I want to bend some stainless sheet, I have a piece which is 340 mm square, from an old case, and I need to bend two sides 90 degrees , I dont have a brake. So I will hammer it over the edge of my workbench.
my question is,
is it better to heat it us first, or just to bend it cold, its 1mm thick. I am making a cover for the drain in the bottom of my swimming pool.
Stainless is much harder to bend than mild steel. I don't think the edge of the bench will be any good to support it for bending. I would suggest a piece of bright steel flat to provide a hard, sharp bending edge, something like 1/2" thick x 1.1/2" to 2" wide, by the length of your sheet, or longer. You will need another piece of the same, on edge, so that the max width is vertical, to clamp down on the sheet. Then you might manage to bend the edge with a heavy hammer. I'm afraid you are unlikely to get a very neat bend though because of the nature of stainless sheet. The pieces of 1/2" steel strip as clamps, will help. Heating before hand might help but generally it doesn't help much. Bending while red hot definitely helps though, if you can. Problem there would be the edge of the wooden bench isn't going to like the heat! Hope that helps.
Post by ettingtonliam on Apr 11, 2019 21:02:36 GMT
Workhardening does depend on the grade, but yes, stainless is prone to that. Many years ago when I was driving a rustbucket car, I decided to do a really good patch repair to the floor using some stainless sheet which I had, but had to give up, because i could never form the right angle bends. If you really want to try, I recommend a couple of pieces of heavy steel angle, clamp it between that, then belt the corner over if you can. Heating it is a waste of time because by the time you've clamped it up, 1mm sheet will have cooled down.
Hi Jem, One was is to use a couple of pieces of angle as vice extensions, and file at least a 1mm radius on the one receiving the fold. You could use a piece of flat bar that's big enough to cover the entire piece you're wanting to bend and hit that with a heavy mallet with it held against the sheet. The problem with forming anything with a hammer is that you get lots of localised bruising and bending rather than getting an even fold. Using an interposing piece between the mallet and the sheet helps to spread the load and hence get a more even bend without it getting too damaged. Some heavy gloves would be handy to hold the flat bar so it's not so hard on your hands.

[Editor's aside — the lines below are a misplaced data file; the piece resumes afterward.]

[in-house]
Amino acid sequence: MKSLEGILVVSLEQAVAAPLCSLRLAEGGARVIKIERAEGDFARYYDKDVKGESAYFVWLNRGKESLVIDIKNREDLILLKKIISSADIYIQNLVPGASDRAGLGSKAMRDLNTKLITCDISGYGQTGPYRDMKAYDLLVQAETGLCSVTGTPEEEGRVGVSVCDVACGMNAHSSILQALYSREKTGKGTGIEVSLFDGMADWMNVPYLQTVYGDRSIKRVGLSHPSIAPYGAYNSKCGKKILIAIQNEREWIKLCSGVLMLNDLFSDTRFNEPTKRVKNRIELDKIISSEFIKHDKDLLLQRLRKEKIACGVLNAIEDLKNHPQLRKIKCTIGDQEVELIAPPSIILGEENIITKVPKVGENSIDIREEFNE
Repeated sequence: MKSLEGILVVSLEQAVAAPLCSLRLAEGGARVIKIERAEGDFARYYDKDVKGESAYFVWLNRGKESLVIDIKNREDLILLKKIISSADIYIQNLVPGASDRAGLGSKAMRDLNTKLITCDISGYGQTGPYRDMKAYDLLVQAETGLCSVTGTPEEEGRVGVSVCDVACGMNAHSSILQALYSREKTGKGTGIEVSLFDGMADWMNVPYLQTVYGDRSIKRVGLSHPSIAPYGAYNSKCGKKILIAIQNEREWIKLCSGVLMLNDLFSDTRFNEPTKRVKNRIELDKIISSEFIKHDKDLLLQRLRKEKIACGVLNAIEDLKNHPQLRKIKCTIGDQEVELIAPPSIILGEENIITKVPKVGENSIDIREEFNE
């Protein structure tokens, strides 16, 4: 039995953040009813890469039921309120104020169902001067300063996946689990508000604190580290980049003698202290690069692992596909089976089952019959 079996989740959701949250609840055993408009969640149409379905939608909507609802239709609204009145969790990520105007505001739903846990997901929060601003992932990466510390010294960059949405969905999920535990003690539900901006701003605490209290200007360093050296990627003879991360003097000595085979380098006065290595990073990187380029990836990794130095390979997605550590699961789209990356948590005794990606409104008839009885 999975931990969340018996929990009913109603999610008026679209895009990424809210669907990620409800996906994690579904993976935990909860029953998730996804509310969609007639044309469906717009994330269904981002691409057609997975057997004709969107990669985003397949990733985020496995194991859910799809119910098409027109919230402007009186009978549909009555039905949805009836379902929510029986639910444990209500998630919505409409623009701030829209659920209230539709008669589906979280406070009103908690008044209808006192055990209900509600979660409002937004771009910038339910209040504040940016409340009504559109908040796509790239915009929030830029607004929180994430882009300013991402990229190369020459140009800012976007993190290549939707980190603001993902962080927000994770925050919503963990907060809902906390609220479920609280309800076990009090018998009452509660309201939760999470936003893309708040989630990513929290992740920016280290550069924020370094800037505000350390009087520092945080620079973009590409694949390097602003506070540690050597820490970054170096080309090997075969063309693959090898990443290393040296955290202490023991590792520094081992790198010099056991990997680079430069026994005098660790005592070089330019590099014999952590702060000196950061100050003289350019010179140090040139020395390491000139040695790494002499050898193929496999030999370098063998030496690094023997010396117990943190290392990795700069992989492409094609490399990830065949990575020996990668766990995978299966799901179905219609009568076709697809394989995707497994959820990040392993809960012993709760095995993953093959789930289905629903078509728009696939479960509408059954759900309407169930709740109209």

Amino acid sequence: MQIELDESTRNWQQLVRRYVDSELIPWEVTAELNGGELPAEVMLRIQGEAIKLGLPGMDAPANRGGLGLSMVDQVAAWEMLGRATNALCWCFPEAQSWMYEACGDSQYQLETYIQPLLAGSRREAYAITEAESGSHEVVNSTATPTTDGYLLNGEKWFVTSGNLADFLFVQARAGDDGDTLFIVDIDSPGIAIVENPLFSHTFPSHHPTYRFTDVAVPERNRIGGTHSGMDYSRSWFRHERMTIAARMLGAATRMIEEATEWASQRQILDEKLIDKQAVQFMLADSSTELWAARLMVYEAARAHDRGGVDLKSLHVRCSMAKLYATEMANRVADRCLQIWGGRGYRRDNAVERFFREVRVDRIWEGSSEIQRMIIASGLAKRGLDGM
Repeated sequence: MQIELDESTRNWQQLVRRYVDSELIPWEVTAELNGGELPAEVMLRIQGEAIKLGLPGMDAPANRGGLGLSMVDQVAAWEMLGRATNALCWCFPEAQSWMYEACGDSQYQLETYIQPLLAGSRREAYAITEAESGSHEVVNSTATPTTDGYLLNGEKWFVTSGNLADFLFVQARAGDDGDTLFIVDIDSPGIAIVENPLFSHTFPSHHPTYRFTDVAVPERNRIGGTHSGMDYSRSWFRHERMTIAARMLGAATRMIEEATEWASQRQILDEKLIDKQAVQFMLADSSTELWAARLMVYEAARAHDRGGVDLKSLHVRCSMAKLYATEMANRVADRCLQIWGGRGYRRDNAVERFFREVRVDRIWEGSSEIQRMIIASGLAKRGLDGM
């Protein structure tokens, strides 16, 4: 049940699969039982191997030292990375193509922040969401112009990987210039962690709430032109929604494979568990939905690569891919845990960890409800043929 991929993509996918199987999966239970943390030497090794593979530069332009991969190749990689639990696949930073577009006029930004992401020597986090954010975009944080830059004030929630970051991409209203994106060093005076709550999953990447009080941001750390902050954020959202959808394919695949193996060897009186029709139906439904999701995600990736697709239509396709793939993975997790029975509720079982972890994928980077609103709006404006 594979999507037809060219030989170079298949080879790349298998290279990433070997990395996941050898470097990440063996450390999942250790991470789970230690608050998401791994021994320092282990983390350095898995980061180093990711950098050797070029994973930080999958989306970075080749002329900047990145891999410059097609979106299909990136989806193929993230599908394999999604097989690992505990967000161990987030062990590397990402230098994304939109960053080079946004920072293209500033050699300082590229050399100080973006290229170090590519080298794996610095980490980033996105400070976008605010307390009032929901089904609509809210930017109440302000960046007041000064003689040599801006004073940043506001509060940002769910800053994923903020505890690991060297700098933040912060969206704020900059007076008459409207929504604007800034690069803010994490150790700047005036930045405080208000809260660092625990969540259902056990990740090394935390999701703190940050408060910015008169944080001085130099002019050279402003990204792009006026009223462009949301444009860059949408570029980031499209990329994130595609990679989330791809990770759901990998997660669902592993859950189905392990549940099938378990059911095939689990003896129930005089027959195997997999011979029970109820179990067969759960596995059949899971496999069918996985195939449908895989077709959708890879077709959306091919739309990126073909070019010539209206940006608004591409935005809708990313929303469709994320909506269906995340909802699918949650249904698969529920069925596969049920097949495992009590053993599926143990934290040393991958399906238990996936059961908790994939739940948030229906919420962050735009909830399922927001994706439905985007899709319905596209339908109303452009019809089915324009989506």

As pault suggests - go to the local tin basher. It's many years ago since I had anything to do with stainless steel sheet forming and had forgotten about the grades of stainless. All the commonly available stainless steels, like 304 and 316, are Austenitic. All Austenitic stainless will work harden quickly. Martensitic stainless doesn't work harden but it can be heat treated to harden it and can be annealed with heat. Unfortunately Martensitic stainless sheet is not so easy to get hold of in sheet form so you are going to have difficulties trying to do your bending at home. If you can find a supplier of 420 grade stainless sheet, that is Martensitic but will a lot more expensive. The tin basher is the way to go. He will use a press-brake so the bend will be formed quickly and work hardening, of either 304 or 316 stainless, won't be a problem, but bending it over with a hammer will work harden it very quickly and you will almost certainly get the metal cracking in places, along the fold.
I've just looked on the 'net. West Yorkshire Steel Ltd sell 420 stainless sheet, if you do want to do it yourself.
This thread reminds of the time in the late 60's when the cills on my BMC Mini went rotten - as they all did- and the MOT was due! Our Base Workshop had a lovely big bender, and I made up some cills in 18g stainless. I fixed them on with araldite and pop rivets. The MOT tester refused to accept them, and I replied that as my method was good enough for Concorde then it should be good enough for him! He relented and said that if I covered the cills with underseal he would pass it. John
Last Edit: Apr 12, 2019 10:12:48 GMT by simplyloco
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thank you very much for so many replies, I should have said that my bench has a piece of angle steel on its edge, so can be bashed over that. but from what you all say, it would seem to me to be better to cut the steel, and then mig weld a piece of angle onto the edges. I would certainly like to go to a tin basher, but the only one that I know has a hugew machine, and I fear that it would take ages to set it up for my "little job" My main question was to heat or not to heat, which has been well answered so thank you all for your help.
success, It was very much easier to do than I had expected, I put a steel bar in the vice behind my stainless plate, and bent it by hand part way then belted it with a big hammer, and the bend came out really well. My vice is a huge one, which I got off a shipwreck 50 years ago, so plenty of meat to play with. So thank you once again, for your help.
In 1969 a ship sank 1 km from Cala Mesquida Beach. in 1970 I got the concession to run the water sports for Pontinental from this beach. so the ship wreck in 4 meters of water was a perfect diving training spot. there were a group of salvage workers who would blow the wreck up and then take scrap from it. We would come along later and collect spanners, and all manner of other bits and pieces. and one day a huge vice, so bit that we couldn't lift it onto the inflatable, we tied it under the boat and bought it back to the beach, and my workshop. it had been down underwater for a year when we found it, slightly damaged, but otherwise in good condition. Still in use today nearly 50 years later. There is very little left of the wreck now, however a friend of mine found a porthole a couple of years ago, a nice piece of brass.